Source: TOOLS OF THE TRADE Magazine
Publication date: April 19, 2012

By Greg DiBernardo

Today's cordless drills are significantly better than the ones I used four or five years ago — they have more power and greater runtime, and take less time to charge. Many of them are lighter, too. The most obvious change has been the move from nicad to lithium-ion batteries, with lithium-ion becoming the de facto standard for pro-grade tools. But it's not just the batteries that have gotten better; now motors are smaller and more efficient, and chargers charge more effectively, because they communicate with the batteries.

For this article we looked at compact and heavy-duty cordless drill/drivers with 1/2-inch chucks. I evaluated these tools by using them myself and by sending them out with my remodeling and deck-building crews.

I didn't perform runtime testing, but the editor of this article did; the results can be found in the sidebar .


Battery Platform

All the drills we tested are 18-volt models, except for the Hilti, which is rated for 21.6 volts. We included it because it's not any bigger than an 18-volt tool.

A compact 18-volt battery pack contains a string of five 3.6-volt cells wired in series (5 x 3.6 = 18) and is typically rated at 1.5 amp-hours (Ah). Full-size 18-volt packs contain two such strings wired to each other in parallel, a configuration that increases the storage capacity to about 3.0 Ah without affecting voltage. A 21.6-volt battery contains more cells — there are six cells in a compact version and 12 cells in a full-size pack.

Some contractors are very focused on runtime, but it's rarely an issue for us. I keep plenty of spares around, and in the time it takes to drain a battery there is nearly always time to charge a spare. It might be different if we drilled hole after hole or drove lag after lag, but that's not how we work. If you're doing the kind of production work where you can outpace the charger, then you'd do well to stick to corded tools.

For me, one of the most important things about a battery is the number of tools it works with. I regularly use cordless drills, impact drivers, recip saws, circular saws, hammer drills, and angle grinders, and it would be hard for me to buy into a battery system that did not include those tools. Your list of must-have tools may be different; before you buy into a system, find out which tools are in it.


Tool companies typically produce two different 18-volt drill/drivers: large heavy-duty models and smaller compact models. Most heavy-duty tools have all-metal chucks and come with 3.0-amp-hour batteries and side handles. Compact tools usually ship with 1.5-amp-hour batteries and have plastic-sleeved chucks.


Makita makes three 18-volt drills — a heavy-duty model and two compact models. The compact models (center and right) are nearly identical. The blue version (LXFD01) has a long belt hook and ships with 3.0-Ah battery packs, while the white one (LXFD01CW)has a short belt hook and includes 1.5-Ah packs. Either compact tool can use either pack, but the 1.5-amp-hour packs do not fit the heavy-duty model.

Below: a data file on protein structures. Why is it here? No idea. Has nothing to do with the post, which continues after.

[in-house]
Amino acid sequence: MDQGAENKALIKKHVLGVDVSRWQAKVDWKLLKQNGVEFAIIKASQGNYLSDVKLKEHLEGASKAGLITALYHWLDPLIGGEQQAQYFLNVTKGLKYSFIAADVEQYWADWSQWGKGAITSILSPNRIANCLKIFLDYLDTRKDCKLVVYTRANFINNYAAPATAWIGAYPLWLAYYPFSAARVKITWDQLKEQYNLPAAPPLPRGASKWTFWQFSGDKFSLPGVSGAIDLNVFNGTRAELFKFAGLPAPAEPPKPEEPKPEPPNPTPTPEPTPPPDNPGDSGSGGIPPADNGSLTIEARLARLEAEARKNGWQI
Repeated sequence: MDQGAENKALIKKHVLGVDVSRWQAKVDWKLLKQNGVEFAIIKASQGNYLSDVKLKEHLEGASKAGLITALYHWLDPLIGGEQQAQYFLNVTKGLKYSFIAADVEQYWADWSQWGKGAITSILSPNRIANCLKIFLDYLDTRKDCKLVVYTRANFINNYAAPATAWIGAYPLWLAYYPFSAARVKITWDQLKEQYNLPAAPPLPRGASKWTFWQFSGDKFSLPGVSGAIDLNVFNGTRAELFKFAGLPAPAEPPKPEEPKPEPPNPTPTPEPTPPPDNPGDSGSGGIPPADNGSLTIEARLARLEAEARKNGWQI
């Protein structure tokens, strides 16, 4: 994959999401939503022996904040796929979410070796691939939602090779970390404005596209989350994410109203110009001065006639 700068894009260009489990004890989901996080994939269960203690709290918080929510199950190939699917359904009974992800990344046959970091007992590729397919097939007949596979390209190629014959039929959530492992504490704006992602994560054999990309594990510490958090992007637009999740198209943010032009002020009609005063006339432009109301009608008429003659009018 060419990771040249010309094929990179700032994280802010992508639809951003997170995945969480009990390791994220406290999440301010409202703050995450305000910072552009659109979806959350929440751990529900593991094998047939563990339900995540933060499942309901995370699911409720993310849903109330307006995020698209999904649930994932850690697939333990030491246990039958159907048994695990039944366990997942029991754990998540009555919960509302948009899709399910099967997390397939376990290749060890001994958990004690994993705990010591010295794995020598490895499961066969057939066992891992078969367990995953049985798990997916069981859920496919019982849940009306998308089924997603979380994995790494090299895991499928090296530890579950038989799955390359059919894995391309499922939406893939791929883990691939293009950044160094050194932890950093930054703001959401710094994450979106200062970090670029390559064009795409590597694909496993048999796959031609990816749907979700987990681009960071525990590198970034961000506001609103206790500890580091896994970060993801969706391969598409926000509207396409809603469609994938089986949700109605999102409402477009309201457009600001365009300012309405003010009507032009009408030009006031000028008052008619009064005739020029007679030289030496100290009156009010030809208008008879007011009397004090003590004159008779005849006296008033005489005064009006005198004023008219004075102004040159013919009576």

Form Factor

With their large motors, heavy-duty gearing, and — in most cases — all-metal chucks, heavy-duty tools weigh more than compact models, even without batteries. Compact tools come with smaller batteries and typically have plastic chuck sleeves (meaning the gripping surface is plastic).

The small drilling and driving tasks that I perform on a day-to-day basis — installing cabinet hardware, driving drywall screws, drilling small holes, and so on — can usually be done with a compact drill. But if I need to use a large-diameter hole saw, spade bit, or auger, I'll go with a heavy-duty drill, even though it means handling more weight.

Speed and Power

While most 18-volt drills have two gear settings, the DeWalt DCD980L2 and the Makita BDF451 have three, which allows you to better match power to the task at hand. I like this feature, but it wouldn't greatly affect my purchase decision.

I found myself gravitating toward the tools with the highest maximum rpm, because they drill noticeably faster with twist bits and small spade bits. Both DeWalts top out at 2,000 rpm; their nearest competitor is the Hilti, which tops out at 1,800 rpm. Many models are significantly slower.

Rpm and other information can be found in the spec boxes for the tools (Go to specs). We did not include a torque specification, because manufacturers don't adhere to a common test standard, and their published specs frequently bear no relation to how powerful a tool actually feels. For example, Bosch's compact model is rated at 600 inch-pounds of torque, and Ridgid's at 535 inch-pounds — yet the Ridgid feels more powerful. We noticed this a lot in our testing: The published torque specs weren't a reliable indicator of how the tools compared to each other in use.


The heavy-duty tools from Makita and DeWalt have three-speed transmissions and mode switches that allow the user to go between drill and drive without changing clutch settings. None of the other drills have more than two speeds, though the Festool and the heavy-duty Milwaukee do have mode switches.


The dial on the Festool controls an electronic clutch that cuts power to the motor at the desired level of torque. The Metabo has an electro-mechanical clutch that cuts power to the motor after the clutch engages.


A battery gauge can tell the operator how much "fuel" is in the tank. The gauges on the Bosch, Metabo, Milwaukee, and Ridgid batteries are activated by pressing a button, and can be read on or off the tool.


Festool's battery gauge is on the drill and displays the level of charge whenever you squeeze the trigger. Hilti's gauge is activated by snapping the battery into the tool. Neither gauge works unless the battery is on the tool.